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The 57th U.S. Colored Troops
in Ft. Smith, Arkansas

The 57th United States Colored Troops became a new Black Union regiment in Civil War, organized from the 4th Arkansas Infantry of African Descent. This regiment was not organized in Ft. Smith, but in Helena Arkansas. As a result, most of the soldiers who served in this unit were from Eastern Arkansas, and were mustered in in that region. The unit was attached to the District of Eastern Arkansas, as part of the 7th Corps. They formed part of the Colored Brigade till February 1865, serving in the Dept of Arkansas til December 1866.

The unit had mostly garrison duty at Helena and later in Little Rock. These black federal soldiers became part of a detachments unit on Steele's Camden Expedition in March till may of 1864. They were, during this time primarily serving as bridge train guards. In April, the unit saw some action, involving themselves in skirmshes near Little Rock in late May.

They were then marched to Brownsville Arkansas, and then later to Duvall's Bluff till August of that year. At the time of Lee's surrender, the unit was in Little Rock and partially in Duvall's Bluff. They were soon brought to Ft. Smith, where they spent the months immediately following the war as the major patrollers of the city. Because of the large number of black soldiers stationed in Ft. Smith, and the newly freed slave population, it comes as no surprise that quick courtships with freedwomen of the city occurred.

Stationed at the Ft. Smith military outpost, and with the establishment of the Freedman's Bureau in Ft. Smith, operated by the Federal army, many of the first black marriages performed in Ft. Smith, were between the soldiers of the 57th US Colored Troops and the local women. The unit would remain in Ft. Smith for many months, and many became distinguished citizens of the towns freed population, settling down to begin their new civilian lives as free men.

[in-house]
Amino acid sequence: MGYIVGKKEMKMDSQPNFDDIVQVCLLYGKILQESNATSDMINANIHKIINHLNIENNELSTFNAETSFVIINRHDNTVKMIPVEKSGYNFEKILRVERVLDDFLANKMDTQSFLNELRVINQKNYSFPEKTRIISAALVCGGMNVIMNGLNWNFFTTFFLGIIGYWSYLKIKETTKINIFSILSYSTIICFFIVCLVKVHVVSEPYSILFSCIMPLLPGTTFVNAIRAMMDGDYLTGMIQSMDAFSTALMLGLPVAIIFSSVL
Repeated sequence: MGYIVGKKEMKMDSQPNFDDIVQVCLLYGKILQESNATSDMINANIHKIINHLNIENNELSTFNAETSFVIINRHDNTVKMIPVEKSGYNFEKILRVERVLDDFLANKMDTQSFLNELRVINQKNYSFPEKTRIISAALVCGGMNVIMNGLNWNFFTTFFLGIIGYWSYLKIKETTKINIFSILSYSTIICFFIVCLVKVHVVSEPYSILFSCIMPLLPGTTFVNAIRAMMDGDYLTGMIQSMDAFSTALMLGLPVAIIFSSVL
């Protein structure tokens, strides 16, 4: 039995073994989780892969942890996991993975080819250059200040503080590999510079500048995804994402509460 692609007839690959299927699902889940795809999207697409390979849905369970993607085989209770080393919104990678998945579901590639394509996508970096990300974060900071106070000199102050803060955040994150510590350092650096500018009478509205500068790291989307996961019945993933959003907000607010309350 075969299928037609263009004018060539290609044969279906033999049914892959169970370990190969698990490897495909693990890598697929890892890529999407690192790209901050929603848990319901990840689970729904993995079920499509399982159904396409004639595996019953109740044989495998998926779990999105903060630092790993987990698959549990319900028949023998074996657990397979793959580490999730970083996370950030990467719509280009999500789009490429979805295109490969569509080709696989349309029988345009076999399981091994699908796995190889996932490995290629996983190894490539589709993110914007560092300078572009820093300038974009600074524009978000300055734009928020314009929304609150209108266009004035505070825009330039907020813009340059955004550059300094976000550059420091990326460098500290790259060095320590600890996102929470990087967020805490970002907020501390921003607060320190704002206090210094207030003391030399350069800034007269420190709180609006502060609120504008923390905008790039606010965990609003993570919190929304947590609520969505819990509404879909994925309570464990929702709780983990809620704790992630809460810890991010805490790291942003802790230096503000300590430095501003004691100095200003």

The soldiers of the 57th made an impression on not only the black citizens of the city, but also of the whites. Some of the soldiers were literate, but with those who were not, many took advantage of the establishment of new schools for blacks to learn how to read and write themselves. This has been noted in several histories already written about Ft. Smith.

Their designated roll in the city cannot be overlooked. There were few, if any entrances to the city from the South, North, East or West, that were without black soldiers guarding the entrance. As life returned to a level of normalcy int the city after the war's end, it was the black soldiers of the 57th USCT, who were the primary policemen, keeping order in the city. One could not enter thecity often without being confronted by armed black Union soldiers. This image is in stark contrast to the level of intimidation that would later occur when Jim Crow laws would isolate the black community years later. These men were also present when Oaths of Allegiance were re-administered to persons in Ft. Smith who had been Confederate sessionists, and who had lost property in the war. These black men witnessed the restoration of American citizenship to several noted persons of the city. They remained on post duty till December of 1866. In October of 1866, two companies---A and D were mustered out and the remainder were mustered out of service in December of 1866, a full 18 months after the end of the Civil War. Many remained in the city to become prominent citizens in the black community of Ft. Smith.

Black Soldiers of the Trans-Mississippi West